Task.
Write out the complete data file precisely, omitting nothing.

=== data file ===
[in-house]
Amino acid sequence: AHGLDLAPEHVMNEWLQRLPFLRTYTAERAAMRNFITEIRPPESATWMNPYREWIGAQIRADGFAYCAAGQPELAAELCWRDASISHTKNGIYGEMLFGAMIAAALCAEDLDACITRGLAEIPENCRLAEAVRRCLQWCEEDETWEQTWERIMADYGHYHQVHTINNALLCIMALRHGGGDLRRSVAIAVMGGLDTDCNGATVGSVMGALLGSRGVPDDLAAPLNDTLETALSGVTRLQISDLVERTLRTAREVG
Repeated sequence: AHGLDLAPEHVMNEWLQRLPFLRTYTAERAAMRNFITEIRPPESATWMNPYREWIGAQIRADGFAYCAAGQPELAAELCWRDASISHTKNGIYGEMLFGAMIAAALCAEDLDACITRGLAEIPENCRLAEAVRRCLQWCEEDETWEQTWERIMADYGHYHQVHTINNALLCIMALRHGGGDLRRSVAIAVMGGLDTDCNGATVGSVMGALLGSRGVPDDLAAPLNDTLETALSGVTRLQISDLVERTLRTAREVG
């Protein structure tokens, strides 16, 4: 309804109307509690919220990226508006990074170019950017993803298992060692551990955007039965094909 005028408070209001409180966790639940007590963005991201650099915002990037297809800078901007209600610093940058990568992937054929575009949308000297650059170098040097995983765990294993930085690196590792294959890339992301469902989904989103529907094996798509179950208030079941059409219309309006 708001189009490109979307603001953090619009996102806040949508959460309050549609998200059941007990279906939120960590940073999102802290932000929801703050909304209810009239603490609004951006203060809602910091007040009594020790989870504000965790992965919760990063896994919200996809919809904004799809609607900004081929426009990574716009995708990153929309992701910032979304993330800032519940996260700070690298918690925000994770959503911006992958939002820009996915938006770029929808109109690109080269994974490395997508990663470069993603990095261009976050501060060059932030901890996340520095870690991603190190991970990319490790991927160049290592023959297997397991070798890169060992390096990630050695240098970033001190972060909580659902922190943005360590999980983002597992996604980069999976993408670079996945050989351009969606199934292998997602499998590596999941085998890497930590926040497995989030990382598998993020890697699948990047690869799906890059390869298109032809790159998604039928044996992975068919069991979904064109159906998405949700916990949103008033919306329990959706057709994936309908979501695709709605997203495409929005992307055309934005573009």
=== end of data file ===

[in-house]
Amino acid sequence: AHGLDLAPEHVMNEWLQRLPFLRTYTAERAAMRNFITEIRPPESATWMNPYREWIGAQIRADGFAYCAAGQPELAAELCWRDASISHTKNGIYGEMLFGAMIAAALCAEDLDACITRGLAEIPENCRLAEAVRRCLQWCEEDETWEQTWERIMADYGHYHQVHTINNALLCIMALRHGGGDLRRSVAIAVMGGLDTDCNGATVGSVMGALLGSRGVPDDLAAPLNDTLETALSGVTRLQISDLVERTLRTAREVG
Repeated sequence: AHGLDLAPEHVMNEWLQRLPFLRTYTAERAAMRNFITEIRPPESATWMNPYREWIGAQIRADGFAYCAAGQPELAAELCWRDASISHTKNGIYGEMLFGAMIAAALCAEDLDACITRGLAEIPENCRLAEAVRRCLQWCEEDETWEQTWERIMADYGHYHQVHTINNALLCIMALRHGGGDLRRSVAIAVMGGLDTDCNGATVGSVMGALLGSRGVPDDLAAPLNDTLETALSGVTRLQISDLVERTLRTAREVG
């Protein structure tokens, strides 16, 4: 309804109307509690919220990226508006990074170019950017993803298992060692551990955007039965094909 005028408070209001409180966790639940007590963005991201650099915002990037297809800078901007209600610093940058990568992937054929575009949308000297650059170098040097995983765990294993930085690196590792294959890339992301469902989904989103529907094996798509179950208030079941059409219309309006 708001189009490109979307603001953090619009996102806040949508959460309050549609998200059941007990279906939120960590940073999102802290932000929801703050909304209810009239603490609004951006203060809602910091007040009594020790989870504000965790992965919760990063896994919200996809919809904004799809609607900004081929426009990574716009995708990153929309992701910032979304993330800032519940996260700070690298918690925000994770959503911006992958939002820009996915938006770029929808109109690109080269994974490395997508990663470069993603990095261009976050501060060059932030901890996340520095870690991603190190991970990319490790991927160049290592023959297997397991070798890169060992390096990630050695240098970033001190972060909580659902922190943005360590999980983002597992996604980069999976993408670079996945050989351009969606199934292998997602499998590596999941085998890497930590926040497995989030990382598998993020890697699948990047690869799906890059390869298109032809790159998604039928044996992975068919069991979904064109159906998405949700916990949103008033919306329990959706057709994936309908979501695709709605997203495409929005992307055309934005573009």